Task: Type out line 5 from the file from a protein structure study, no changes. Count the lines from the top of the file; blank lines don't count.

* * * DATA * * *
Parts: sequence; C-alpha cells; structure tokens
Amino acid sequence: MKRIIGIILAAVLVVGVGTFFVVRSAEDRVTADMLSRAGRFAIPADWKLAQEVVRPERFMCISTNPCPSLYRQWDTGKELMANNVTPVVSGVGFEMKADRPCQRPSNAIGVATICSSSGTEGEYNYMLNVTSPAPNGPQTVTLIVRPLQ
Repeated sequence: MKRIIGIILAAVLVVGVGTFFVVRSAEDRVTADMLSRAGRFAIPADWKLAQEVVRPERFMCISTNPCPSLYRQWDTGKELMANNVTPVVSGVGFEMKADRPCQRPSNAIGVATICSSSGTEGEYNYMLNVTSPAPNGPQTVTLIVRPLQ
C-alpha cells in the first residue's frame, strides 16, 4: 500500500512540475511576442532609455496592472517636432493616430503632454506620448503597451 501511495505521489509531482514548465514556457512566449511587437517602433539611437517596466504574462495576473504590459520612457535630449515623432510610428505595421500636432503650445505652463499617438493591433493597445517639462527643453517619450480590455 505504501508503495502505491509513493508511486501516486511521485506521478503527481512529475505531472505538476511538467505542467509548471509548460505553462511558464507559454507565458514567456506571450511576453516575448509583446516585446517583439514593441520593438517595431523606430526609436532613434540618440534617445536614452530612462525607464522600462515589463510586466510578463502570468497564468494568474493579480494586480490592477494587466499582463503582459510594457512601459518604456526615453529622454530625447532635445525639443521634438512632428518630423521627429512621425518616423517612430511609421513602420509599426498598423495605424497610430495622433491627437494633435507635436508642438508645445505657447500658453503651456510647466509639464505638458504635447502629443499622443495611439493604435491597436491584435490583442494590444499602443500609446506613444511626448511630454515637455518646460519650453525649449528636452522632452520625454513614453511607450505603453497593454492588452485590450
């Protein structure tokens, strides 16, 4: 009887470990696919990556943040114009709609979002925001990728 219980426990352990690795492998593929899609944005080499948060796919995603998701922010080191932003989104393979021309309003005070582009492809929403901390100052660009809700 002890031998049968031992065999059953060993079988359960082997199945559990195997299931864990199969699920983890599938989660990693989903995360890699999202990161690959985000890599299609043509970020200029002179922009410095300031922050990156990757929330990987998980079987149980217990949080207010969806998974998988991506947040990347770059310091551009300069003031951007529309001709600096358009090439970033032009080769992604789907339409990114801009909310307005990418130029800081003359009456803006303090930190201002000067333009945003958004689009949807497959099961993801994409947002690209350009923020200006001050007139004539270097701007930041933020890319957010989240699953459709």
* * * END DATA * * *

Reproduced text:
């Protein structure tokens, strides 16, 4: 009887470990696919990556943040114009709609979002925001990728 219980426990352990690795492998593929899609944005080499948060796919995603998701922010080191932003989104393979021309309003005070582009492809929403901390100052660009809700 002890031998049968031992065999059953060993079988359960082997199945559990195997299931864990199969699920983890599938989660990693989903995360890699999202990161690959985000890599299609043509970020200029002179922009410095300031922050990156990757929330990987998980079987149980217990949080207010969806998974998988991506947040990347770059310091551009300069003031951007529309001709600096358009090439970033032009080769992604789907339409990114801009909310307005990418130029800081003359009456803006303090930190201002000067333009945003958004689009949807497959099961993801994409947002690209350009923020200006001050007139004539270097701007930041933020890319957010989240699953459709």